Minimalist

After traveling a bit to Moab, Shelf Road and the EPC, I have been contemplating, nay taking action on reducing, removing and recycling my unused belongings. In my travels I’ve met several people who are living minimally: the vanlife, the camper trailer life, a life with only few possessions, and what I’ve found as I shed belongings that I once thought dear, that we can get by without most things in our lives, and that in fact what we once possess comes to possess us. What we own we have to defend, or it takes up mental space cluttering not just the physical space, but the mental and spiritual space as well.

I’ve been getting rid of a box or two of books every day for the past week. I’ve shed several bags of clothing, and plan to get rid of much more. I am even contemplating getting rid of my house – either renting it out, or selling it out right.

Every item I remove I feel lighter – mentally and spiritually. I see what these minimalists that I mean talk about as I own one less thing.

When I started considering minimizing, I kept getting recommendations to read this book by a Japanese author The Life Changing Magic of Tidying Up, by Marie Kondo. It got me to start thinking that there is a way I could start doing this – getting rid of crap.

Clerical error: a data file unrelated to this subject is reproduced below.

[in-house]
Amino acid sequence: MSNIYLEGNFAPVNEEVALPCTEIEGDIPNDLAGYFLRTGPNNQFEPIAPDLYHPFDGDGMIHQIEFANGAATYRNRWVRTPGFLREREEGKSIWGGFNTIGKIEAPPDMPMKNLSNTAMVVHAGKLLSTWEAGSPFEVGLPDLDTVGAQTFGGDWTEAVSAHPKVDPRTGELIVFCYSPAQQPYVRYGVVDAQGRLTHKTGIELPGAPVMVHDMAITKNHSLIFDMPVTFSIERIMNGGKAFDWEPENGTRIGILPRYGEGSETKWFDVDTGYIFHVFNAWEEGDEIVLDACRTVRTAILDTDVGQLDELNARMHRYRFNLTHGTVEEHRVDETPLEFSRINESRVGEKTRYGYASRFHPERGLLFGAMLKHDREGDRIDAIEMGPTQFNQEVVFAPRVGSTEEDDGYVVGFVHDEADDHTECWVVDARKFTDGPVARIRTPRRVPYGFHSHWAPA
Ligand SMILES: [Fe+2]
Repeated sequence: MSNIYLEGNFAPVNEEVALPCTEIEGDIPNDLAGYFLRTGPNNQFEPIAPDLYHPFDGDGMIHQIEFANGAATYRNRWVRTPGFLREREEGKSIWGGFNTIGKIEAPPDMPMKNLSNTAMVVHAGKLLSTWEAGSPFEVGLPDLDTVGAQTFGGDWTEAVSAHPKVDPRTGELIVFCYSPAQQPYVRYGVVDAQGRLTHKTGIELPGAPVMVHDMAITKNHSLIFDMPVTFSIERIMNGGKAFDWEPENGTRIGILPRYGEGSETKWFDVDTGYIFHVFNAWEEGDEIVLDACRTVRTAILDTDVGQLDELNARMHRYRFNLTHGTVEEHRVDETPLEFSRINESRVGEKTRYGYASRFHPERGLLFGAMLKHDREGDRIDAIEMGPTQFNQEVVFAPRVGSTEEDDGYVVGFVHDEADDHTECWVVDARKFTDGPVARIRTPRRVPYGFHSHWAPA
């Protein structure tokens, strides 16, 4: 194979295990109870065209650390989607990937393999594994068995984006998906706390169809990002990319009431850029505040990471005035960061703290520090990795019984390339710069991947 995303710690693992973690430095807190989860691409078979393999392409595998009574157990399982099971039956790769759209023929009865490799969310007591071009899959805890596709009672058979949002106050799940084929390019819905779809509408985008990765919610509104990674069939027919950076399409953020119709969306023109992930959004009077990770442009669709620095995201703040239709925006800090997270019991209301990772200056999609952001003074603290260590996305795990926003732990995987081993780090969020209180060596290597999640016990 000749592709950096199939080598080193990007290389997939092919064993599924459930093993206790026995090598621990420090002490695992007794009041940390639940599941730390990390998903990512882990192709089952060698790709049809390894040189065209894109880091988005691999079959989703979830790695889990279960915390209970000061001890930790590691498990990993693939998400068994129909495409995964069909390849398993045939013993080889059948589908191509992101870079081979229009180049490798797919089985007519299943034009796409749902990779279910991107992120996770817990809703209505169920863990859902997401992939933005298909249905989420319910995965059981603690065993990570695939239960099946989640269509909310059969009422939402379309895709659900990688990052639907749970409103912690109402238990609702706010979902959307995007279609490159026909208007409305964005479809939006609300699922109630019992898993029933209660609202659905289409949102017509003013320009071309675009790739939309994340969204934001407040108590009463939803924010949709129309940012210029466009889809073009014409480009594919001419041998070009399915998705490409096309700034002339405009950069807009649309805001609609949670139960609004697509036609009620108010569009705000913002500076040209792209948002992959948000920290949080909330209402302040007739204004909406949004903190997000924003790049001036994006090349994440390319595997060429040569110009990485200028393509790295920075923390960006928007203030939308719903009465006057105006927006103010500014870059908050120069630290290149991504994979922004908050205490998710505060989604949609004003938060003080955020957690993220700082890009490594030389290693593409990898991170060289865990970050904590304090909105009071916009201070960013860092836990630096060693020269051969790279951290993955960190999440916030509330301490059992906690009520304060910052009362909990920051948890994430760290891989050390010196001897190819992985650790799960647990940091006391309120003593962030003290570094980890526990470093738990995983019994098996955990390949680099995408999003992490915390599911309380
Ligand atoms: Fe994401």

In my former corporate life, where I was making 6 figures, and would walk into any store and point at anything I wanted – and just buy it.

Anything.

So I would just start to accumulate things, a motorcycle, a house, couches, expensive clothes, anything I wanted. I saw a jacket in San Francisco that cost over $600. Without a thought I would pull out my card and buy it on the spot.

But during the past 7 months of my 12 month sabbatical from work I’ve come to realize that these things need to go.

When I was out travelling in my 13′ Casita, through Shelf Road and up North by Northwest to Moab, with few possessions and a tiny home whose only way of powering up was through solar panels, that I was the happiest I have been in a long while. Nothing to hold me down or back or anything. I was responsible only for my own survival. And with survival taken cared of, I was responsible for everything else – my thoughts, my growth, my next adventure.

I just realized once I got back that I had to make big changes, and in order to make big changes, the first big change was to get rid of anything that I did not take any value from, that didn’t contribute to my life in a meaningful way.

Here is my start, follow me here to find out what happens on my minimalist journey.

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